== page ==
Well, you know, Senator Obama, it is very difficult having a straight-up debate with you, because you never take responsibility for any vote, and that has been a pattern.

You, in the -- now, wait a minute. In the Illinois state legislature...


4) This is my most superficial observation. Compare the three candidates when they raise their voice. When Edwards does it, he drawls more and it just accentuates his folksiness. When Obama does it, his voice deepens and becomes more resonant. When Clinton does it, it grates on my ears. She sounds feisty, yes, which is what I think she's going for, but she also sounds shrill. It's not good for her. I think she would do better to keep an even-keel. I know there's a certain misogynistic connotation associated with the word "shrill," but I honestly can't think of a word that better describes Clinton's voice.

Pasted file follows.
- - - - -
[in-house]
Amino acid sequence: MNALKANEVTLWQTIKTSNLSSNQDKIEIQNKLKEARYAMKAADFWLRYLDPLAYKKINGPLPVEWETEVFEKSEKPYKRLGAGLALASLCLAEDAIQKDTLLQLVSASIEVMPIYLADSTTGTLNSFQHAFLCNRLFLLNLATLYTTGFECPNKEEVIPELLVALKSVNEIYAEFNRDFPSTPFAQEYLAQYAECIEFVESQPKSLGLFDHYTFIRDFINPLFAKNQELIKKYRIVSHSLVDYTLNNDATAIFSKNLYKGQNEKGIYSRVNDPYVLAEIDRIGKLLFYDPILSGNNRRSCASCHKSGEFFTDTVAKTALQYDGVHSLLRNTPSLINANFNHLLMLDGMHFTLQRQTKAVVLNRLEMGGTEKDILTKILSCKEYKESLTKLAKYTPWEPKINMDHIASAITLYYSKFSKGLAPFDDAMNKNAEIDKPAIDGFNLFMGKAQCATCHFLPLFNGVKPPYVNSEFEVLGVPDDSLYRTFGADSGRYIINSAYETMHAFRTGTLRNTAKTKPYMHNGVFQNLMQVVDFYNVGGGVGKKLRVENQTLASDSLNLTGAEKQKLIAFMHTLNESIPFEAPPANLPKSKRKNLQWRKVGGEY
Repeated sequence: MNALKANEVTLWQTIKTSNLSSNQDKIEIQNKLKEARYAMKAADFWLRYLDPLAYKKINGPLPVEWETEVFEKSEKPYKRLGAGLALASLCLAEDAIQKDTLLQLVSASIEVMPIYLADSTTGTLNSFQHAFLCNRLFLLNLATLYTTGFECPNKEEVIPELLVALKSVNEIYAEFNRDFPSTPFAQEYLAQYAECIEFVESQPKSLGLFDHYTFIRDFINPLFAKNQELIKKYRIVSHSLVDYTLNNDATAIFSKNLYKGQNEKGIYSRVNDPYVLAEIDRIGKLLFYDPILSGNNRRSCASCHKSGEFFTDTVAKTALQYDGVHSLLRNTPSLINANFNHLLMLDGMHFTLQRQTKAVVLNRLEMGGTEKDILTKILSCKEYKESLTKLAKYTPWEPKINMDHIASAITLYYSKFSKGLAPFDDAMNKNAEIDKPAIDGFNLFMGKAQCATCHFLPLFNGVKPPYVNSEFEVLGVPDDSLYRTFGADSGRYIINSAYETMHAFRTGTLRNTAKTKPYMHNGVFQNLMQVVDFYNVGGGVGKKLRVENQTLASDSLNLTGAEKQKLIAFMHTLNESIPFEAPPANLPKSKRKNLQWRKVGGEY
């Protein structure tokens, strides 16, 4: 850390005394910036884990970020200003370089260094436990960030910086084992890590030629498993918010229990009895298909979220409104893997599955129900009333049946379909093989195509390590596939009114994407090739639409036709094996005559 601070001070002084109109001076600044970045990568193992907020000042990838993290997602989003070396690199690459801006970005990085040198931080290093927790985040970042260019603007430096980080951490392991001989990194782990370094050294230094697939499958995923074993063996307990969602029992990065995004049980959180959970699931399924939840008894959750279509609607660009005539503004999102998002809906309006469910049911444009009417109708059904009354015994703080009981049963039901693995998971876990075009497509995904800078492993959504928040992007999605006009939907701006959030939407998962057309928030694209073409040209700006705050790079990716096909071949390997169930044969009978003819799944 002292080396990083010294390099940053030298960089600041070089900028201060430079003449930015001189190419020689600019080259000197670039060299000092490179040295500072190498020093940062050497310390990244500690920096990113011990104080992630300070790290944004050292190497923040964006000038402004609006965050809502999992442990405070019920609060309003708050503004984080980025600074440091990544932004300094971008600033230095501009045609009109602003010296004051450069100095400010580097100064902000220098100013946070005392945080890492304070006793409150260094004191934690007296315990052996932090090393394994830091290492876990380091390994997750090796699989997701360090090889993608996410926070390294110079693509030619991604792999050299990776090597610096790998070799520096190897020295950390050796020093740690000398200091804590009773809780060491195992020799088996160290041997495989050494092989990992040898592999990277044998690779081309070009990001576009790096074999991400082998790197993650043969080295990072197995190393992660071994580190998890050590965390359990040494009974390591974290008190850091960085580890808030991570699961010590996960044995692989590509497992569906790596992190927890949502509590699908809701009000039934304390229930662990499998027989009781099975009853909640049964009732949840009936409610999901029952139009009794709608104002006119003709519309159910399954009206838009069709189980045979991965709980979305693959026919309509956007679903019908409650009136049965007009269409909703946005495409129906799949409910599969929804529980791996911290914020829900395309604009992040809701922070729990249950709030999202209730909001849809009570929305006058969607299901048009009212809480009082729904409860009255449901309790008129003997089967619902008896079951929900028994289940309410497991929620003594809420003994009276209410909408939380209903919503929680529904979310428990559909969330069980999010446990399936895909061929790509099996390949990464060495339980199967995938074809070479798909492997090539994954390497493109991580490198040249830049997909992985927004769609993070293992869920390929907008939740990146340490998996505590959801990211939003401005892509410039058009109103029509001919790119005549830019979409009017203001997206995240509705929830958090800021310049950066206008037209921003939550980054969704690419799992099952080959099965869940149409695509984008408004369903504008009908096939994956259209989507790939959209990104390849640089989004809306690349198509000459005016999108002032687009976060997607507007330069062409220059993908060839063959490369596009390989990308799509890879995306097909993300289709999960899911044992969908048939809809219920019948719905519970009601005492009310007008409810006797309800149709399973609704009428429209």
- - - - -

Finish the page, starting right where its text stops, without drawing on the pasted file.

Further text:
5) One last thought. The last question of the debate was "If MLK were alive today, why would he endorse you?" Edwards actually answered the question fairly well. He said that King's life was dedicated to eradicating poverty and that his campaign is as well. Obama said that King would endorse none of them because he would let people make their own choices. Clinton basically ignored the question and talked about how nice it is that there's an African-American, and woman, and a "son of the south" (zip-a-de-doo-dah, zip-a-dee-ay! My dad worked in a mill, so vote for me!) running together. While Obama came the closest, none gave the answer that I wanted to hear. If it were me, this is how I would have responded: